Week 11:  October 10-16, 2005

Welcome to the McGill Bird Observatory weekly report.  Click here for a complete listing of our archives.  Comments or questions are welcome at


This hatch-year Yellow-billed Cuckoo was a surprise addition to the fall banding list
this week.  While a Yellow-billed Cuckoo was heard at MBO in late May and early
June,  this was the first sighting of the species here (Photo by Marcel Gahbauer)


# birds (and species) banded 185 (21) 2874 (73) 3607 (84) 4528 (91)
# birds (and species) repeat 24 (10) 435 (30) 680 (35) 758 (41)
# birds (and species) return 1 (1) 39 (9) 70 (14) 70 (14)
# species observed 68 140 154 165
# net hours 168.2 3255.0 4909.8 5884.3
# birds banded / 100 net hours 110.0 88.3 73.5 76.9

Note: table does not include nocturnal banding (owls)

Banders-in-charge:  Marcel Gahbauer, Barbara Frei, Marie-Anne Hudson
Assistants:  Lina Bardo, Bianca Bourdeau, Martin Bowman, Shawn Craik, Jean Demers, Mike Frei, Gay Gruner, Annie Hibbert, Juliana Lisi, Victoria Lukasik, Barbara MacDuff, Mike Mayer, Betsy McFarlane, Chris Murphy, Julie Pepin, Clémence Soulard, Stephanie Surveyer

Notes:  It was a very wet week at MBO, with net hours under half of what they typically have been this fall.  However, during the sometimes brief dry spells, we managed to band a good number of birds as this year's October migration continued in full force.

The highlight of the week was the Yellow-billed Cuckoo shown above, which we banded on Wednesday morning.  In most years there are only a couple of fall records of this species in Quebec, but this year there have already been at least 15, indicating an unusually large northward post-dispersal movement beyond the cuckoo's normal breeding range.  It became our 91st species banded at MBO, and one of the most surprising, especially this late in the year.

Other species banded this week for the first time this season were Fox Sparrow and American Tree Sparrow, both arriving 'on schedule' with respect to their occurrence here last fall.  In terms of species observed, our fall list jumped by five species this week.  In addition to the three new species for the banding list, we also had our first flock of Snow Geese on Monday, and a Green-winged Teal was on the pond near net G1 on Saturday.  (Note: reviewing the season list this week, we realized that two earlier additions -- Greater Yellowlegs on Oct 5 and Savannah Sparrow on Sept 28 -- got missed as newcomers, and thus the total for fall has been increased to 140).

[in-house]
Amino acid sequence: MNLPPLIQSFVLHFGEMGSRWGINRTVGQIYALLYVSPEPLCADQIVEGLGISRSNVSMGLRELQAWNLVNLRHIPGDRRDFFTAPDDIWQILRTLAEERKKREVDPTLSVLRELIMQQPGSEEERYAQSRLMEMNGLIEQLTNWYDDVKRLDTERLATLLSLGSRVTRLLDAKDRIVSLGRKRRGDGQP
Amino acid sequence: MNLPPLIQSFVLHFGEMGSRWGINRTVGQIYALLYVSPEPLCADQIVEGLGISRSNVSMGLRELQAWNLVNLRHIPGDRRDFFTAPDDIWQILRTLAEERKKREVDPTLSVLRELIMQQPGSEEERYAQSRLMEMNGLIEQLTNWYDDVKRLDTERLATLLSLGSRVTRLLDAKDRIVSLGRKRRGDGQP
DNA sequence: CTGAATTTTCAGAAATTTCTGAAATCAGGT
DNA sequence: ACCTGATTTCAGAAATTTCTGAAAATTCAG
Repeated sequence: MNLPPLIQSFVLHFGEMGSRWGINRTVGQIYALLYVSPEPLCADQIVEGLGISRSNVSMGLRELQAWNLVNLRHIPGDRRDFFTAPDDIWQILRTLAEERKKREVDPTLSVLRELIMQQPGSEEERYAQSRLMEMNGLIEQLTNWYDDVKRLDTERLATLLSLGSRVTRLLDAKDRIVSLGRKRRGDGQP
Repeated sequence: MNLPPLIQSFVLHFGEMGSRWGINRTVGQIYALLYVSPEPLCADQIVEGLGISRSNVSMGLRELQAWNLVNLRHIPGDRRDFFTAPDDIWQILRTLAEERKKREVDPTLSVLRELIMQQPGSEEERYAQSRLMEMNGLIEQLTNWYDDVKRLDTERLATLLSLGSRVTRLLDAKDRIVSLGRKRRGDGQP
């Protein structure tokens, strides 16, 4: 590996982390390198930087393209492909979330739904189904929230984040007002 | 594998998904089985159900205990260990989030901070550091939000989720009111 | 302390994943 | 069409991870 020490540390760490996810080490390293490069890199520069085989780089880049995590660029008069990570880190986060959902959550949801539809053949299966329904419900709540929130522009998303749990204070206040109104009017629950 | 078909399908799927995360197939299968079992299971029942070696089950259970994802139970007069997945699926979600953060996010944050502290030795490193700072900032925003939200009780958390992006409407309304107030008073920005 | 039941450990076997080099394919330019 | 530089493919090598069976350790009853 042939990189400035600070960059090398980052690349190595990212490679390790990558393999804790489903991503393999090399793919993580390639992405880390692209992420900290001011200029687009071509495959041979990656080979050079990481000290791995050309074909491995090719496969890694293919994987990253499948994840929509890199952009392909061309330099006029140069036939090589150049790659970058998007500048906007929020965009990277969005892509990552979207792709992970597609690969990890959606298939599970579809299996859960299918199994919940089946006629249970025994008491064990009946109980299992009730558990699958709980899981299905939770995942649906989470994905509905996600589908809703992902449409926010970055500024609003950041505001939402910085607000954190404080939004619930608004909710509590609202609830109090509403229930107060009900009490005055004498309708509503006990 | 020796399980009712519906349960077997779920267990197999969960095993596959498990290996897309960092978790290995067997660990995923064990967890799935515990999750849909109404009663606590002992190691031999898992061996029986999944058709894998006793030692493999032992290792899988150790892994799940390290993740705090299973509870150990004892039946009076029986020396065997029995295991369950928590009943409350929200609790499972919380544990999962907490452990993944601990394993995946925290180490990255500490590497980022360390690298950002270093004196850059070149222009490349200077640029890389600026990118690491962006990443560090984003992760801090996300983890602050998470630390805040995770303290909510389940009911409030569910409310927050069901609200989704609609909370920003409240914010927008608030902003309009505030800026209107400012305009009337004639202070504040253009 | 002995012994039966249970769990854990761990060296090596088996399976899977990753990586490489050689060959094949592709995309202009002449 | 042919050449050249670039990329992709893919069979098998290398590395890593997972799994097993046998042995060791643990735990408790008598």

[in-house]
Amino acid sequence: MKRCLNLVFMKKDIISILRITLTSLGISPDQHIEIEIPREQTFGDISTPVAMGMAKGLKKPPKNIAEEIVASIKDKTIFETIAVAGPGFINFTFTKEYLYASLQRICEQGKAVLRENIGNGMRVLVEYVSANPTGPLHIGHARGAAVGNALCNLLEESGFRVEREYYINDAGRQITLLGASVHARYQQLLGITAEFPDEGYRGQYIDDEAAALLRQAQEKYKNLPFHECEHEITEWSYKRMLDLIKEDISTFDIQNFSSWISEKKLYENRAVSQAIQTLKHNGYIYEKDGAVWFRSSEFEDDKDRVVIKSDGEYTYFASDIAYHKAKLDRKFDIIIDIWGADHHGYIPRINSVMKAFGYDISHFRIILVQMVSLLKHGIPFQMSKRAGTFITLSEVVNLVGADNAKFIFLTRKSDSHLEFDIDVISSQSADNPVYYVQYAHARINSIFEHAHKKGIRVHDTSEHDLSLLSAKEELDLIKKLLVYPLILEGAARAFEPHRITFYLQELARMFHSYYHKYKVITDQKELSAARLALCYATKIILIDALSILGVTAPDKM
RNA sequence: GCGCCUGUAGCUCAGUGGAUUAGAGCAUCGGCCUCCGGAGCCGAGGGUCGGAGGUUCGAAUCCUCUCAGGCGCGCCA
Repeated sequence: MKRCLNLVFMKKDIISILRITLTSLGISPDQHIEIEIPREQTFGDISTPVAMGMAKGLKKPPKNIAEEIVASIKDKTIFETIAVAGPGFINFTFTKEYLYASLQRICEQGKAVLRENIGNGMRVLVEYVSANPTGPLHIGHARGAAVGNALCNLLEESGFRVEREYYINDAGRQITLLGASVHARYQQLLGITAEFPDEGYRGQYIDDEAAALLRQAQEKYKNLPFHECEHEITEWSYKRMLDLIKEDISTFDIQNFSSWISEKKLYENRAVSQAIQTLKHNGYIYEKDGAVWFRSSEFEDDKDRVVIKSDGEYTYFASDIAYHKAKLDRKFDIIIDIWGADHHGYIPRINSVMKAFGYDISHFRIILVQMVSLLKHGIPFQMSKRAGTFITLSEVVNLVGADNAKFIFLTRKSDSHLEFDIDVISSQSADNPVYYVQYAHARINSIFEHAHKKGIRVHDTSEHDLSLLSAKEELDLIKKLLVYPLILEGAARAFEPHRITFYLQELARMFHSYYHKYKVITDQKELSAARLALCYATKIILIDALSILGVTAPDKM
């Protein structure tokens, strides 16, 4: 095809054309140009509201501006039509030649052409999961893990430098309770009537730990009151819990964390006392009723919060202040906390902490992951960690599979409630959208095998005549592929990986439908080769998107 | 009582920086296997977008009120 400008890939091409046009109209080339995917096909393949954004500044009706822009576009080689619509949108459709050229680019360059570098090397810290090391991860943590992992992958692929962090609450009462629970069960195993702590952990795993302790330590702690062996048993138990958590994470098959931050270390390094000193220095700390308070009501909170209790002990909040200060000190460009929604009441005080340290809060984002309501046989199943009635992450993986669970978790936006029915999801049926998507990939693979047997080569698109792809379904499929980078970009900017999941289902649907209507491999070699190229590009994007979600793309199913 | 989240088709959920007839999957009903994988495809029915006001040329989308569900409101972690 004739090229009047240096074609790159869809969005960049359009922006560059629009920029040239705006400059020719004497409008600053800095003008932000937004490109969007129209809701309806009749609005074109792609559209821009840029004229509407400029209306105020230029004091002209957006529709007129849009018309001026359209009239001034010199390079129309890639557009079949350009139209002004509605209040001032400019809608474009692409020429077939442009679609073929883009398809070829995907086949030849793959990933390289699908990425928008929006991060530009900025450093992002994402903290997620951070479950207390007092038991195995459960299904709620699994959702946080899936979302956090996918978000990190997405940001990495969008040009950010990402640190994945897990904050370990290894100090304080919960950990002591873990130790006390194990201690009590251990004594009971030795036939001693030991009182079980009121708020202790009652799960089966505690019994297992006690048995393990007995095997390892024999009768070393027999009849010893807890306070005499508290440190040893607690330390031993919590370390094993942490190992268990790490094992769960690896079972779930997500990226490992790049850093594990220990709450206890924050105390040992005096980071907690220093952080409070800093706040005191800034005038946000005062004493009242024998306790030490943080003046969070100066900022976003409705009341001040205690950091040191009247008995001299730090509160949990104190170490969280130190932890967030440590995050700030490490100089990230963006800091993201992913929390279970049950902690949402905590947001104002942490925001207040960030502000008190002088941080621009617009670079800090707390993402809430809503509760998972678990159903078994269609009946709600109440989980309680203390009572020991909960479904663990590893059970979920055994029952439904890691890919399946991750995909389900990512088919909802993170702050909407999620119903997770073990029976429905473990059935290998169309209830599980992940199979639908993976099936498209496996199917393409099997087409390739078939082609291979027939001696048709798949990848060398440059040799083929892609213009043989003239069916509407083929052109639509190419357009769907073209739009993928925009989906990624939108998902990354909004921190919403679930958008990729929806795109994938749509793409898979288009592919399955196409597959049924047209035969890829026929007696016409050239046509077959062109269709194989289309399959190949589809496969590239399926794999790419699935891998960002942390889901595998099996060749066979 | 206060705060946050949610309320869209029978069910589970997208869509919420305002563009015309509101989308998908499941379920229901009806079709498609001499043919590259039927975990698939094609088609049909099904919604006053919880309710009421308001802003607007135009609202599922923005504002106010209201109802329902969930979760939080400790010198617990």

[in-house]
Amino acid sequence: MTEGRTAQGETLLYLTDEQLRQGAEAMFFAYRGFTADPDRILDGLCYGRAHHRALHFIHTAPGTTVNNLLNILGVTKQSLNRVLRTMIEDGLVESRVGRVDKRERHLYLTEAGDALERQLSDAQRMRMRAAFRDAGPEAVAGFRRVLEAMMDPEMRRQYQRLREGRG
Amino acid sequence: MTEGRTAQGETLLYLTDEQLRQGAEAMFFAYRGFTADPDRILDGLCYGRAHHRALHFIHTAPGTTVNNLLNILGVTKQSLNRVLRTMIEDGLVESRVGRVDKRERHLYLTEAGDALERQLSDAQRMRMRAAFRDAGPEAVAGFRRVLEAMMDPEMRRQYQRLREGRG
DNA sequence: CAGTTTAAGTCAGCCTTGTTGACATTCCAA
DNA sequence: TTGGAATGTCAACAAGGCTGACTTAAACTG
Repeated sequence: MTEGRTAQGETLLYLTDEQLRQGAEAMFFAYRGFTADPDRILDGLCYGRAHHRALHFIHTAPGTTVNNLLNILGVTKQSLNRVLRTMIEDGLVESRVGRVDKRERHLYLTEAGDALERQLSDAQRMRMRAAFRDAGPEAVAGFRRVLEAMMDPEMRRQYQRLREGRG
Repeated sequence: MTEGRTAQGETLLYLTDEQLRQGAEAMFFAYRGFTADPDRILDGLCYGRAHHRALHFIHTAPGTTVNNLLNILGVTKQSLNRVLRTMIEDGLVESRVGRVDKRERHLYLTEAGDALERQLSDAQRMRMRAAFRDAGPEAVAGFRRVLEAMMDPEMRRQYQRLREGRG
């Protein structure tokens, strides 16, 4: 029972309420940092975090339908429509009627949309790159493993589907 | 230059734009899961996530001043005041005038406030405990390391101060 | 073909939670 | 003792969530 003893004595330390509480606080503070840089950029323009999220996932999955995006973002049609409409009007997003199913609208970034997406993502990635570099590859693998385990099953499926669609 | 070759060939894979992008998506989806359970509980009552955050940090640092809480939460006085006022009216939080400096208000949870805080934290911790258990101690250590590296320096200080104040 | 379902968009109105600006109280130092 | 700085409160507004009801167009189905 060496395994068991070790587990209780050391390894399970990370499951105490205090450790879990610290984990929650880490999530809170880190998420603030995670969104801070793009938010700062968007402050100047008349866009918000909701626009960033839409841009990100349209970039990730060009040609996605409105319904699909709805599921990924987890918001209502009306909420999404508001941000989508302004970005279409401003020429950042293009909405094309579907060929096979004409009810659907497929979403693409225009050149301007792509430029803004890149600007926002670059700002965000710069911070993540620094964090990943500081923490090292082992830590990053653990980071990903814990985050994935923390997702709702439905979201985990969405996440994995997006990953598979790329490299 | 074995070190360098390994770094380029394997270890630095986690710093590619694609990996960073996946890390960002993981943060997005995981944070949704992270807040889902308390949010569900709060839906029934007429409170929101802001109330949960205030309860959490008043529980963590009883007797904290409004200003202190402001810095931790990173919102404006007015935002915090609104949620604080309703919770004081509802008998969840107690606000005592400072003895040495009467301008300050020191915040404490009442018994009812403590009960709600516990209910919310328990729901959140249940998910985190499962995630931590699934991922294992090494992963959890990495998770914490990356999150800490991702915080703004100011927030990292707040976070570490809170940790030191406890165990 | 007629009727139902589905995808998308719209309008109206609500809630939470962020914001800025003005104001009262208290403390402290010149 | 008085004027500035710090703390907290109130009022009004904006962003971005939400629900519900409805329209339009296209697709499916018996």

Overall, species diversity is declining noticeably as we move toward the late part of the fall migration, with the number observed this week declining to 68.  Nonetheless, we still had daily totals in the low 40s on four days, which is quite impressive for this time of year.  New late season dates for species this week include Rose-breasted Grosbeak (Oct 11), Wood Thrush (Oct 13), and Gray Catbird (Oct 15). 

The top five species banded this week represent a dramatic shift from recent weeks.  American Robins have suddenly arrived in tremendous numbers, with between 180 and 500 observed daily, and 34 banded despite our rain-limited net operations.  On the other hand, the White-throated Sparrows which have been so dominant over the previous month largely departed, falling to sixth place among banded birds this week with 10.  The remainder of the top five were Slate-coloured Junco (32), Ruby-crowned Kinglet (26), Black-capped Chickadee (16), and Yellow-rumped Warbler (12).

Fox Sparrows are an uncommon but regular late season migrant at MBO.  This individual
banded on Saturday was the first one caught this fall.  (Photo by Marie-Anne Hudson)




© 2002- The Migration Research Foundation Inc.